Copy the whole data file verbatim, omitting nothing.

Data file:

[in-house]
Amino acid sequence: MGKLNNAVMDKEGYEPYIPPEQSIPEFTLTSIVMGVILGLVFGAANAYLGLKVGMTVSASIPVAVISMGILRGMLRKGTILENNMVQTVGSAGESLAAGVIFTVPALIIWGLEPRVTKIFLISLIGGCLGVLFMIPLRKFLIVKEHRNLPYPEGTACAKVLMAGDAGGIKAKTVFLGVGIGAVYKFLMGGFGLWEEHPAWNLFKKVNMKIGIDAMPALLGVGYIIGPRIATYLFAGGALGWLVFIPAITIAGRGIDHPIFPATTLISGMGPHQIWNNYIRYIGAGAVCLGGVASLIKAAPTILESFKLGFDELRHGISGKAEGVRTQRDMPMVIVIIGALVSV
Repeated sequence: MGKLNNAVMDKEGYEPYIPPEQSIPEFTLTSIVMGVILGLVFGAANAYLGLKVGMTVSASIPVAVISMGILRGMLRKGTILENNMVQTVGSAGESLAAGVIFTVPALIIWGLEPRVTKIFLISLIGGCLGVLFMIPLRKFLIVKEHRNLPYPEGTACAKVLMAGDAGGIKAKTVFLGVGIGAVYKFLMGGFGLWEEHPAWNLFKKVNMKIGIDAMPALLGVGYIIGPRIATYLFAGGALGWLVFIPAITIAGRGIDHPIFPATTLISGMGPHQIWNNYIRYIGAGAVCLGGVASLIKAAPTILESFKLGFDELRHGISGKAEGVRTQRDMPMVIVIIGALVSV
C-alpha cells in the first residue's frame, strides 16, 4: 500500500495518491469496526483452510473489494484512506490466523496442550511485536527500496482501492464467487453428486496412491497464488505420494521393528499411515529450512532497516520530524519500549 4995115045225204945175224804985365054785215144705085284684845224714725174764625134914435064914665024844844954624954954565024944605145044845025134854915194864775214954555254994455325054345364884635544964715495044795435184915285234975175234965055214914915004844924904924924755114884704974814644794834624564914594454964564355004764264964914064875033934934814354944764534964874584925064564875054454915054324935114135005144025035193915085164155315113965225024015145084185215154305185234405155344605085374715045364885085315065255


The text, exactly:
[in-house]
Amino acid sequence: MGKLNNAVMDKEGYEPYIPPEQSIPEFTLTSIVMGVILGLVFGAANAYLGLKVGMTVSASIPVAVISMGILRGMLRKGTILENNMVQTVGSAGESLAAGVIFTVPALIIWGLEPRVTKIFLISLIGGCLGVLFMIPLRKFLIVKEHRNLPYPEGTACAKVLMAGDAGGIKAKTVFLGVGIGAVYKFLMGGFGLWEEHPAWNLFKKVNMKIGIDAMPALLGVGYIIGPRIATYLFAGGALGWLVFIPAITIAGRGIDHPIFPATTLISGMGPHQIWNNYIRYIGAGAVCLGGVASLIKAAPTILESFKLGFDELRHGISGKAEGVRTQRDMPMVIVIIGALVSV
Repeated sequence: MGKLNNAVMDKEGYEPYIPPEQSIPEFTLTSIVMGVILGLVFGAANAYLGLKVGMTVSASIPVAVISMGILRGMLRKGTILENNMVQTVGSAGESLAAGVIFTVPALIIWGLEPRVTKIFLISLIGGCLGVLFMIPLRKFLIVKEHRNLPYPEGTACAKVLMAGDAGGIKAKTVFLGVGIGAVYKFLMGGFGLWEEHPAWNLFKKVNMKIGIDAMPALLGVGYIIGPRIATYLFAGGALGWLVFIPAITIAGRGIDHPIFPATTLISGMGPHQIWNNYIRYIGAGAVCLGGVASLIKAAPTILESFKLGFDELRHGISGKAEGVRTQRDMPMVIVIIGALVSV
C-alpha cells in the first residue's frame, strides 16, 4: 500500500495518491469496526483452510473489494484512506490466523496442550511485536527500496482501492464467487453428486496412491497464488505420494521393528499411515529450512532497516520530524519500549 4995115045225204945175224804985365054785215144705085284684845224714725174764625134914435064914665024844844954624954954565024944605145044845025134854915194864775214954555254994455325054345364884635544964715495044795435184915285234975175234965055214914915004844924904924924755114884704974814644794834624564914594454964564355004764264964914064875033934934814354944764534964874584925064564875054454915054324935114135005144025035193915085164155315113965225024015145084185215154305185234405155344605085374715045364885085315065255